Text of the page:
Toyota has revealed ambitions to create driver assistance systems in the next five years that incorporate artificial intelligence (AI).
Reuters reported that Gill Pratt, chief executive of the Toyota Research Institute, said the carmaker aims to boost vehicle safety by enabling AI-powered systems to anticipate and avoid situations that put the car and driver at risk.
"Car safety is a near-term priority [and] I'm very confident that we will have some advances during the next five years," he said.
Toyota's research division will spend $1bn over the next five years to develop autonomous systems and keep pace with carmakers and technology companies as they create driverless cars.
Most driver assistance systems rely on image sensors, GPS and radar to carry out autonomous functions such as parking and adaptive cruise control. Toyota wants to add AI to these systems to make them smarter and able to work beyond the existing short range limitations.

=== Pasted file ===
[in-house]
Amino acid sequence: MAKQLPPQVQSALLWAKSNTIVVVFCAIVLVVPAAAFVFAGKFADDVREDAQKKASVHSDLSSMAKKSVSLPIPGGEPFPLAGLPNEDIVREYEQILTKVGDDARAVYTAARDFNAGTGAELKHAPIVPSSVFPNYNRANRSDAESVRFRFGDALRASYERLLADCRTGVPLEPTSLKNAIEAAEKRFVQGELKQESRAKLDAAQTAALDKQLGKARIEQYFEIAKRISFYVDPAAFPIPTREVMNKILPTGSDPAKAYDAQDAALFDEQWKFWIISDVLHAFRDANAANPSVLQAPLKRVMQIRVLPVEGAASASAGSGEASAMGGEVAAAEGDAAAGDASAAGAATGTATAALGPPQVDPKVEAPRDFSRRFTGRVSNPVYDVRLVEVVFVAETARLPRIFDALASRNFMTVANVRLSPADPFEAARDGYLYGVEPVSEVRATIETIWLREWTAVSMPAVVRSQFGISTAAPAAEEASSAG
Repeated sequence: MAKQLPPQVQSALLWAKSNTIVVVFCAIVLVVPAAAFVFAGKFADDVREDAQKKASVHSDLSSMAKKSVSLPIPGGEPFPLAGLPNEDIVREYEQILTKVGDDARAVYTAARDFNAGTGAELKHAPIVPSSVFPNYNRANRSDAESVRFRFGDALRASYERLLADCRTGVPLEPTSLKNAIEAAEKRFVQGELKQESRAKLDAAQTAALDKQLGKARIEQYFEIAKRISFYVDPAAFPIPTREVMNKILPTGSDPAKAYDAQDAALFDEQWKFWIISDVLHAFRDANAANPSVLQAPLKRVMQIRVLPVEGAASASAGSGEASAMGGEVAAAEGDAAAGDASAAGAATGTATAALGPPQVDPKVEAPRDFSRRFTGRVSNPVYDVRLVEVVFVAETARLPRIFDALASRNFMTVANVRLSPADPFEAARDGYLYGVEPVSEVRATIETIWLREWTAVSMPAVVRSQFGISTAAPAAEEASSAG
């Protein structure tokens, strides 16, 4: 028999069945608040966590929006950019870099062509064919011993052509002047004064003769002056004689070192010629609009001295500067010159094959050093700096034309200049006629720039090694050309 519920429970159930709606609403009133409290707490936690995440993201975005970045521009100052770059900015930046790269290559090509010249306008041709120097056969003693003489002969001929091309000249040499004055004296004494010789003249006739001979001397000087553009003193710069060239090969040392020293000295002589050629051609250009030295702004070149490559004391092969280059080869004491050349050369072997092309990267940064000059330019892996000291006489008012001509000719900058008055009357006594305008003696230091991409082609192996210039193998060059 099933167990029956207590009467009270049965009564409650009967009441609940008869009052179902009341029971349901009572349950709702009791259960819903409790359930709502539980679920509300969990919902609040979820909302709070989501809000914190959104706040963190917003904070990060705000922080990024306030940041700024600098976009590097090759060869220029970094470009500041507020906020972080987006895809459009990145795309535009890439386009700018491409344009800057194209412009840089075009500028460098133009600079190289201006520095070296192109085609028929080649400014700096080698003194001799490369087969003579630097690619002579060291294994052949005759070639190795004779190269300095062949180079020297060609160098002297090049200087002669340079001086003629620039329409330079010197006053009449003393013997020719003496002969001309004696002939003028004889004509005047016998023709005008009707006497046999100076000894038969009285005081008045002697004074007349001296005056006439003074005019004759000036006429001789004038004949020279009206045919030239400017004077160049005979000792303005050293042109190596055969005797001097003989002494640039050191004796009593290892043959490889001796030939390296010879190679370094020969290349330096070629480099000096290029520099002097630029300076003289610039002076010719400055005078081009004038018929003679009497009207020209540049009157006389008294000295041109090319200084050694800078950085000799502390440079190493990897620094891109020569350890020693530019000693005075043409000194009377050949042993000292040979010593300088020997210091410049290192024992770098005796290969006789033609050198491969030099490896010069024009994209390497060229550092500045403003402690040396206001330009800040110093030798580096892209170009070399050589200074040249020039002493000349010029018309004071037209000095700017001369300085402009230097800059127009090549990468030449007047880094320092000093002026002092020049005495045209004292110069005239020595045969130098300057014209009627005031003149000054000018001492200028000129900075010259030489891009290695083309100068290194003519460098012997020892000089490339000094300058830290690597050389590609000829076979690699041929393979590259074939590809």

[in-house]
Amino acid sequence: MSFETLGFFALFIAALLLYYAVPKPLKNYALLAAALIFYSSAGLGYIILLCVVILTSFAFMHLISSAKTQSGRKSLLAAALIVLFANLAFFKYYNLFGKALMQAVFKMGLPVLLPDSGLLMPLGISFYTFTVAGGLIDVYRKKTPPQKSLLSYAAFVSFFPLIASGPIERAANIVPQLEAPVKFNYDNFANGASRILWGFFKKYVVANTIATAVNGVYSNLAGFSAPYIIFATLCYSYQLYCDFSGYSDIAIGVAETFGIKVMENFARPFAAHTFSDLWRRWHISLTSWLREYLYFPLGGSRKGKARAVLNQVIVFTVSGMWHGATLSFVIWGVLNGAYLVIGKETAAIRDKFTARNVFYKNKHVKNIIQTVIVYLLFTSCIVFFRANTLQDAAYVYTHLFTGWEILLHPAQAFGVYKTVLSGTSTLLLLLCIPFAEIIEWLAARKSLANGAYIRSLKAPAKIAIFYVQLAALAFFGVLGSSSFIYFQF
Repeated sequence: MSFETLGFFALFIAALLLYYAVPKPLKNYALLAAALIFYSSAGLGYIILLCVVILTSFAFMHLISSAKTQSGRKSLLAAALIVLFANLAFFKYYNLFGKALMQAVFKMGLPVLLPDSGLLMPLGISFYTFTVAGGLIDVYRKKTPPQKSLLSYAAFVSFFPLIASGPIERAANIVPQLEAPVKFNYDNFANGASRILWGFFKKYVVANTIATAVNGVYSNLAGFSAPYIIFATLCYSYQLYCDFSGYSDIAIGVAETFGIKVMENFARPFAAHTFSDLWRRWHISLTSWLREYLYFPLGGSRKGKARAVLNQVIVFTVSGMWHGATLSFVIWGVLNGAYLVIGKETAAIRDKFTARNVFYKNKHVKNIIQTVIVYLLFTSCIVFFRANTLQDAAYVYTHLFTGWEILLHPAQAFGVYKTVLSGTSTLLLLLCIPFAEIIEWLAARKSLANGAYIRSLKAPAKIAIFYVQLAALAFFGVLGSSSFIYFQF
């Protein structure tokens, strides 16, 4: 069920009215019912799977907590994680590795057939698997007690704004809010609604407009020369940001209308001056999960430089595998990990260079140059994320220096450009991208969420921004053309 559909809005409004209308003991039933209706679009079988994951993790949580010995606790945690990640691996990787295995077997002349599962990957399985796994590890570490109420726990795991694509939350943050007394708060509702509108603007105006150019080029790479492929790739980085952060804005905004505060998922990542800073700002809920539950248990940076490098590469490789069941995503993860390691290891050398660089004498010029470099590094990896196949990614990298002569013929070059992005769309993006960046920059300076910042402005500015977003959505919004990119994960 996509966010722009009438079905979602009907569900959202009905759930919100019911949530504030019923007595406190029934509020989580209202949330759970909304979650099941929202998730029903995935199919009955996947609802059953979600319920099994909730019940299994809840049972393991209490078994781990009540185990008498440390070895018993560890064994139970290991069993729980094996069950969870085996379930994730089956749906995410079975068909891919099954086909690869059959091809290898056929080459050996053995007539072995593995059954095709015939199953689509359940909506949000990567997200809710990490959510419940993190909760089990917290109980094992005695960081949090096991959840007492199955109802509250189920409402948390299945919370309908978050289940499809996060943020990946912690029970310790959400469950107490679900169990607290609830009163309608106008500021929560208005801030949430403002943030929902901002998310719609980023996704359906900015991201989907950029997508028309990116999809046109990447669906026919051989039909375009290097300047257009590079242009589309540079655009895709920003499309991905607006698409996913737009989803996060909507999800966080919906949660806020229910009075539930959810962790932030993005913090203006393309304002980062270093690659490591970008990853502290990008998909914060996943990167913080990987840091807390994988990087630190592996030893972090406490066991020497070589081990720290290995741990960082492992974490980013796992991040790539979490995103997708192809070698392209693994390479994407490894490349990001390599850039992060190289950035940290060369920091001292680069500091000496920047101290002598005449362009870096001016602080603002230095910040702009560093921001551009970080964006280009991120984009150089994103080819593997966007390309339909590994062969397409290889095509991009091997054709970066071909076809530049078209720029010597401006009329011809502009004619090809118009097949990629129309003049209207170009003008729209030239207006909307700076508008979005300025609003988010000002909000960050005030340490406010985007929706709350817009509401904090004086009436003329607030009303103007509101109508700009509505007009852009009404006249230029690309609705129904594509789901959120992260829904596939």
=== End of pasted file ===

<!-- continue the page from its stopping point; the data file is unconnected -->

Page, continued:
"The intelligence of the car would figure out a plan for evasive action. Essentially [it would] be like a guardian angel, pushing on the accelerators, pushing on the steering wheel, pushing on the brake in parallel with you,” said Pratt.
AI and driverless cars would appear to make good bedfellows, as various AI systems are being used to automate processes in other areas of everyday life, such as IBM’s Watson AI cognitive computing technology being used in unmanned coffee shops in London.
Watson has also been added to a 3D-printed driverless car that can hold conversations with passengers.
Other car companies are also pushing the envelope with their autonomous systems. Jaguar Land Rover aims to create self-driving systems that mimic how humans drive.
And with driverless cars cleared for use on UK roads, it is only a matter of time before motorists start to see autonomous vehicles alongside them on motorways and major roads.
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